“Obviously, we’ve seen that going back a year, two years,” Berube said. “If you remember 30 games in (last season), they were one of the best lines in the National Hockey League. They’ve been really good at times going forward and putting it all together, and they’re definitely doing a good job now.
“They’re working hard together, and when they’re working hard together and they’re doing things together out there — connected — they’re a real good line.”
Berube would like four more wins’ worth of play like that.
Then, and only then, it could be time once again for Mexico.
10 times that St. Louis and Boston have played for the title
1946: Cardinals 4, Boston Red Sox 3
This is one of the classic Fall Classic games. In the top of the eighth of Game 7, Boston's Dom DiMaggio tied the game with a two-run double. But in the bottom of the eighth, Cardinals outfielder Enos Slaughter just kept running. Harry Walker hit a ball to the outfield and Slaughter, on first, dashed to second … and third … and through the stop sign to home. He was safe, Red Sox infielder Johnny Pesky became somewhat of a goat (for hesitating on the relay throw home) and the Cardinals won 4-3.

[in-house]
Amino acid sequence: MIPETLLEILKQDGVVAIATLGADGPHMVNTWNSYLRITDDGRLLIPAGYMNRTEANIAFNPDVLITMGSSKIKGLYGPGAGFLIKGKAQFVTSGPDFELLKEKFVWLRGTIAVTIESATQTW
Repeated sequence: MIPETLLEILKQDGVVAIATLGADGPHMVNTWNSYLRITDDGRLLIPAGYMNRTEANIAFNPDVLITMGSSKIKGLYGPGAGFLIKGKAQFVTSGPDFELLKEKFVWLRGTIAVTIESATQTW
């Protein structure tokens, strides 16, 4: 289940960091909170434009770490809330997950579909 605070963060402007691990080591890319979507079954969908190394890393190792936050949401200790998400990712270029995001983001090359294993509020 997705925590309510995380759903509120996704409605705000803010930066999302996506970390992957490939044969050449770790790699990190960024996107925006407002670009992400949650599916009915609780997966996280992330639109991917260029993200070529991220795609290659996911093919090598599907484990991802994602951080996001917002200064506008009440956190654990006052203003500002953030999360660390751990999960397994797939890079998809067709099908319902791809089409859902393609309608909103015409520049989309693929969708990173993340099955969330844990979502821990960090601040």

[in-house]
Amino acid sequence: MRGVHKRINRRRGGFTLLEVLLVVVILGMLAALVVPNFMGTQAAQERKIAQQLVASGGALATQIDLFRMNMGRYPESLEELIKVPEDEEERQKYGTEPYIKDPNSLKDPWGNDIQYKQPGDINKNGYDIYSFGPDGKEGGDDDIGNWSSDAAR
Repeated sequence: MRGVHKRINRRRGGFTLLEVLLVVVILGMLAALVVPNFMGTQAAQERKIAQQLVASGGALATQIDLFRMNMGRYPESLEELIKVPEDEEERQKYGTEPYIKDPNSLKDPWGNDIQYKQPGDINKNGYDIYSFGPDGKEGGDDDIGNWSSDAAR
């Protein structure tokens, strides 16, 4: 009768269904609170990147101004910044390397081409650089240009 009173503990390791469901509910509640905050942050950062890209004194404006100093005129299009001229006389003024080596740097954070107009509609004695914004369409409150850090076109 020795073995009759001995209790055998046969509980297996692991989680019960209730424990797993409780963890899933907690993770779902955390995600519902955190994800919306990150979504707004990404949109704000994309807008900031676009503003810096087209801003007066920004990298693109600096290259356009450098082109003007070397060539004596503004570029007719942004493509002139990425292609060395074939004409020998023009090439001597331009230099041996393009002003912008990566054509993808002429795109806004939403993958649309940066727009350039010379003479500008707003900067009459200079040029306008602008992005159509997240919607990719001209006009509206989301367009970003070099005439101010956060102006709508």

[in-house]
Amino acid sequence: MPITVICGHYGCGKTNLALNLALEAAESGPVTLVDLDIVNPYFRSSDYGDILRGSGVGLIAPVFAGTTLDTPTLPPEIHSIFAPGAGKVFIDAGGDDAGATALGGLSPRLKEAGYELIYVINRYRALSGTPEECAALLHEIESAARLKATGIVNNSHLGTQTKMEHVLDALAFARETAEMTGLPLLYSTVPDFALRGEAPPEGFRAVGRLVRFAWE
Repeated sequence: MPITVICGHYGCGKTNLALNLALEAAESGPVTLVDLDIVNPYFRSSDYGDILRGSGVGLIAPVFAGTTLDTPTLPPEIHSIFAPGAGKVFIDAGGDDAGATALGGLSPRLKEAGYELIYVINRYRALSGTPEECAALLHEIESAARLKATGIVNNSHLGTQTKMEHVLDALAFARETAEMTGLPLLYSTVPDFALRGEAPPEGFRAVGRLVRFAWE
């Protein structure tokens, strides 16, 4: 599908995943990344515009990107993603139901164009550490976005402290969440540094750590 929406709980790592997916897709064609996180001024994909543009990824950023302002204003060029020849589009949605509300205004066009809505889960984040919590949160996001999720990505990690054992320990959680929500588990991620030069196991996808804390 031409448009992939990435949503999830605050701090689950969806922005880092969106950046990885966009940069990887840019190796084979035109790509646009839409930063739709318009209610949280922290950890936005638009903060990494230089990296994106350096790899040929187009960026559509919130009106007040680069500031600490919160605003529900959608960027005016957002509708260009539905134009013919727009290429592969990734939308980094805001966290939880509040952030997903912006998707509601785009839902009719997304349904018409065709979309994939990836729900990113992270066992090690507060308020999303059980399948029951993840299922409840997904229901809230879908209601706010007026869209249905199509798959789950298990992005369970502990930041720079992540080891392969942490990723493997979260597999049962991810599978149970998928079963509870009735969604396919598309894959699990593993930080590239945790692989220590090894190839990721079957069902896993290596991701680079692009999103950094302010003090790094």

1957 NBA Finals
The Celtics prevailed 125-123 in what is still the only Game 7 in NBA history to reach double overtime.
With the Hawks down by two with one second left in the second overtime, coach Alex Hannum, forced into playing after four of his players fouled out, launched a miraculous full-court pass off the backboard to Bob Pettit, who missed the tip in at the buzzer.
Bill Russell, who the Hawks drafted a year earlier then traded, led the Celtics with 32 points. It was the start of a Celtics dynasty in which they captured nine of the next 10 titles, interrupted only by the Hawks the following year.